“A Leader’s Framework for Decision Making” by David Snowden and Mary Boone

I’ve seen leadership employed at a number of levels with varying levels of success. The most successful leaders I have encountered are the ones that are able to adapt to changing circumstances and that are receptive to innovative ideas from unlikely sources. Although the “wisdom of the crowd” is not great for making long-term decisions, it has it’s place in coming up with new solutions to old problems. In the military context, leadership is heavily hierarchal. That being the case, the military hierarchy is slow to react to quick changes wrought by the information age. Many senior leaders become stuck on “best practices”, confusing that approach with a one-size-fits-all solution to every problem the may encounter. As this article explains, the complex environments that are encountered in today’s technically advanced world, do not adhere to basic cause-and-effect relationships. The sum of all parts does not always equal the outcome, and a combination of simple, perhaps benign, interactions, can have unpredictable and wild results. Adept leaders must be able to operate in all environments, whether they be simple, complicated, complex, or chaotic. More importantly, that same leader must be humble enough to know when they are not the best-equipped individual to make decisions in every one of these environments.

Following are some of the notes from the article published by the Harvard Business Review:

  1. Cynefin (the conceptual framework), pronounced ku-nev-in, is a Welsh word that signifies the multiple factors in our environment and our experience that influence us in ways we can never understand.
  2. The framework sorts the issues facing leaders into five contexts defined by the nature of the relationship between cause and effect. Four of these- simple, complicated, complex, and chaotic- require leaders to diagnose situations to act in contextually appropriate ways. The fifth- disorder- applies when it is unclear which of the other four contexts is predominant.
  3. Leaders who understand that the world is often irrational and unpredictable will find the Cynefin framework particularly useful.
  4. Simple Contexts are characterized by stability and clear cause-and-effect relationships that are easily discernible by everyone. often, the right answer is self-evident and undisputed. In this realm of “known knowns,” decisions are unquestioned because all parties share an understanding.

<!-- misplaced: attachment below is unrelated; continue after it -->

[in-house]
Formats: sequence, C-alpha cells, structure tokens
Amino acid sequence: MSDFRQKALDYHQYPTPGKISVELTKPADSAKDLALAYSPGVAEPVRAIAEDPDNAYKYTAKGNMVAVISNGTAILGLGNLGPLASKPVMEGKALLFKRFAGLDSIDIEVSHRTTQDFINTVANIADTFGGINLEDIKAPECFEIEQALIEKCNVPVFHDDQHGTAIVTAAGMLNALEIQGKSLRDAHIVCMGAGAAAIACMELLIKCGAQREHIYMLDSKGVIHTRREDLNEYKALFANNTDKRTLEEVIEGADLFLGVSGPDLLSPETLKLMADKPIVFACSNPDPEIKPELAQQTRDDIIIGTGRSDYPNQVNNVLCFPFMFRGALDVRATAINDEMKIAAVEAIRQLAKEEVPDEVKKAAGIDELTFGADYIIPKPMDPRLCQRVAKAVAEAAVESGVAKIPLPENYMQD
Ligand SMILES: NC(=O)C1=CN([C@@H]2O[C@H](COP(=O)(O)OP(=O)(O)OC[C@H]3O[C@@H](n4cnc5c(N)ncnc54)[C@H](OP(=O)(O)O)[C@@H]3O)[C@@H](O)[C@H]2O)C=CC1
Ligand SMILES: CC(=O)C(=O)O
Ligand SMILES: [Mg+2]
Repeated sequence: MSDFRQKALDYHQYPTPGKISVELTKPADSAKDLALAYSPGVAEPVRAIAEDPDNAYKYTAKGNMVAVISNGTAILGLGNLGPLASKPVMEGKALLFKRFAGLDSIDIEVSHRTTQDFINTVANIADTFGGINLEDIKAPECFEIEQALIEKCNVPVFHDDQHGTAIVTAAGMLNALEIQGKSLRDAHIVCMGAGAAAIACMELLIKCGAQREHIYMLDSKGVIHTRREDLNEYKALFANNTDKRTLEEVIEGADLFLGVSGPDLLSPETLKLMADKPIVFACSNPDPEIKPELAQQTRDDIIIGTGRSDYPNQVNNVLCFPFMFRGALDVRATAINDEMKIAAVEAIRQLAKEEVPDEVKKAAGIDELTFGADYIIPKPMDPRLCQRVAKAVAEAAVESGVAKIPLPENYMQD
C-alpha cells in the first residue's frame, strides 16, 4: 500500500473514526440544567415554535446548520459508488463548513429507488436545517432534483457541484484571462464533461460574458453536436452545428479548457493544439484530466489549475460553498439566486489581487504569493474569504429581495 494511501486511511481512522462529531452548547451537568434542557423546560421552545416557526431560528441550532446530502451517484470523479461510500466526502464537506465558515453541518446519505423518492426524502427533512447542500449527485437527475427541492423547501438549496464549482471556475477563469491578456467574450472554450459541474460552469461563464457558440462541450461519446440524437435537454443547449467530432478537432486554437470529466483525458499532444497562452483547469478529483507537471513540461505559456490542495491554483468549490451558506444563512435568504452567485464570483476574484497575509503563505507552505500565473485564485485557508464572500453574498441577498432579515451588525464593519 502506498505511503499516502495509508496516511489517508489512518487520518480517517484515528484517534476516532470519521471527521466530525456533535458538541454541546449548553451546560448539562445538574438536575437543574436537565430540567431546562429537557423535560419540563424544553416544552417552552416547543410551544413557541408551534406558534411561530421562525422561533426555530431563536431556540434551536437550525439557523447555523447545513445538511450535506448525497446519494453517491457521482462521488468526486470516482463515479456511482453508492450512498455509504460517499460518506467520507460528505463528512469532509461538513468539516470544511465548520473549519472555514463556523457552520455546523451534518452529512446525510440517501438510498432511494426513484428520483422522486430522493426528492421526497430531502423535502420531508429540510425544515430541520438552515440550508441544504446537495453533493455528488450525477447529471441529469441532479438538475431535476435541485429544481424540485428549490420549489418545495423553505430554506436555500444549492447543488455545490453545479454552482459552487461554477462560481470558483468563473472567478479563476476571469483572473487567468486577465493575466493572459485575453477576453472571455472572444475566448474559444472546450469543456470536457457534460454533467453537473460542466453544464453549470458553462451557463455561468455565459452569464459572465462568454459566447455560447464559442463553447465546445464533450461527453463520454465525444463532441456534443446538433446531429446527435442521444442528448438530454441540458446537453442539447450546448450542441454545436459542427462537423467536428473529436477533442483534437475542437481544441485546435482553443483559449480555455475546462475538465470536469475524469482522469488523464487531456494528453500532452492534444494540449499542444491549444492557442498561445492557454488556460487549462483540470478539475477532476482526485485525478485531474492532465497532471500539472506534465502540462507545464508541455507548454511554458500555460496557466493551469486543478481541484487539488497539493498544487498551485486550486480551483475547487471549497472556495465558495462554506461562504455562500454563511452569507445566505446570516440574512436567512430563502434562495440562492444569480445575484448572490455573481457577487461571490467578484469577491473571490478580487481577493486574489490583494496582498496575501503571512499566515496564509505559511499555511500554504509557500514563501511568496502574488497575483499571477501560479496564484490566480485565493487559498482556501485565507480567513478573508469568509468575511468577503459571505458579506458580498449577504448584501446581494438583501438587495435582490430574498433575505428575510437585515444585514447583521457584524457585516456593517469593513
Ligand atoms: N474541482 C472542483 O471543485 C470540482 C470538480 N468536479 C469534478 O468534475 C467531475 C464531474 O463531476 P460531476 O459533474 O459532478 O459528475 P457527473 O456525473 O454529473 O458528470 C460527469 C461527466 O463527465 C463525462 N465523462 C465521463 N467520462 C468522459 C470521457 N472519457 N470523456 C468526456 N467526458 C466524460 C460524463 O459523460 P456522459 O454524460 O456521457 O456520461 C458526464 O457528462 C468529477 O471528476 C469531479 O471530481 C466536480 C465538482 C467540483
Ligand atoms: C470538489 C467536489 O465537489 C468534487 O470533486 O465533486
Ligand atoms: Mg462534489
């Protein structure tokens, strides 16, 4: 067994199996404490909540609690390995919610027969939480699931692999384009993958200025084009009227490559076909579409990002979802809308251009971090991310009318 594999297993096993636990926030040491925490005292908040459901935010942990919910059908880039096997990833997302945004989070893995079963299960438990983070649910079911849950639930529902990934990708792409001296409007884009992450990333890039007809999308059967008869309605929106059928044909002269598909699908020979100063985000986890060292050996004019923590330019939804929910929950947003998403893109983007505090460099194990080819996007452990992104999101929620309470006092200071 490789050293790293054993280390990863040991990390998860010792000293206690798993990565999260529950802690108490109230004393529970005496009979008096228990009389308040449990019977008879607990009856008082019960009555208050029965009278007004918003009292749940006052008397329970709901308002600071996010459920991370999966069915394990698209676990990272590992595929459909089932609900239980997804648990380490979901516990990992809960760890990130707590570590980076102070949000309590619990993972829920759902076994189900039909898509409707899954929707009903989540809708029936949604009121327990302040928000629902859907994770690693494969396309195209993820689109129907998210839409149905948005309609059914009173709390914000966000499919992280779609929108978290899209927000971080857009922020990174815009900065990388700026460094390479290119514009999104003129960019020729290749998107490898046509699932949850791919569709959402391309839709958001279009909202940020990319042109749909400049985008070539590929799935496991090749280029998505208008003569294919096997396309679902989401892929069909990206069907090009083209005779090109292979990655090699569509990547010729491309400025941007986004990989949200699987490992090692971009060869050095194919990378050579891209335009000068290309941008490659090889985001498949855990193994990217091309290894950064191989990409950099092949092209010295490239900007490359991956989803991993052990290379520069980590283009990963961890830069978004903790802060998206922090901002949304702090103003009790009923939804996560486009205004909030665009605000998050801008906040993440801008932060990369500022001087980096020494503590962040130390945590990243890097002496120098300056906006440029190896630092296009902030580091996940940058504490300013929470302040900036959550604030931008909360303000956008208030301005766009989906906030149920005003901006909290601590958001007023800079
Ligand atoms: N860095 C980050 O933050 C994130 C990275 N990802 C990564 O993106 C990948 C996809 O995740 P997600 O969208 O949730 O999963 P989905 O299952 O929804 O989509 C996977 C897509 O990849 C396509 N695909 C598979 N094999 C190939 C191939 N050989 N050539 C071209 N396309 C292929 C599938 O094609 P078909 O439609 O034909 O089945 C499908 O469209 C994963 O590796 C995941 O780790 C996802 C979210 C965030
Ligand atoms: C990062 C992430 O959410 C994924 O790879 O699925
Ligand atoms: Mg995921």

5. Simple contexts, properly assessed, require straightforward management and monitoring. Here, leaders sense, categorize, and respond. that is, they assess the facts of the situation, categorize them, and then base their response on established practice.
  6. In simple contexts, issues may be incorrectly classified within this domain because they have been oversimplified. Leaders who constantly ask for condensed information, regardless of the complexity of the situation, particularly run this risk. Leaders are susceptible to “entrained thinking,” a conditioned response that occurs when people are blinded to new ways of thinking by the perspectives they acquired through past experience, training, and success. When things appear to be going smoothly, leaders often become complacent.
  7. The simple domain lies adjacent to the chaotic. The most frequent collapses into chaos occur because success has bred complacency.
  8. It’s important to remember that best practice is, by definition, past practice.
  9. Complicated context, unlike simple ones, may contain multiple right answers, and though there is a clear relationship between cause and effect, not everyone can see it. This is the realm of “known unknowns.” While leaders in a simple context must sense, categorize, and respond to a situation, those in a complicated context must sense, analyze, and respond.
  10. Entrained thinking is a danger in complicated contexts, too, but it is the experts (rather than the leaders) who are prone to it, and they tend to dominate the domain. When this problem occurs, innovative suggestions by non-experts may be overlooked or dismissed, resulting in lost opportunities.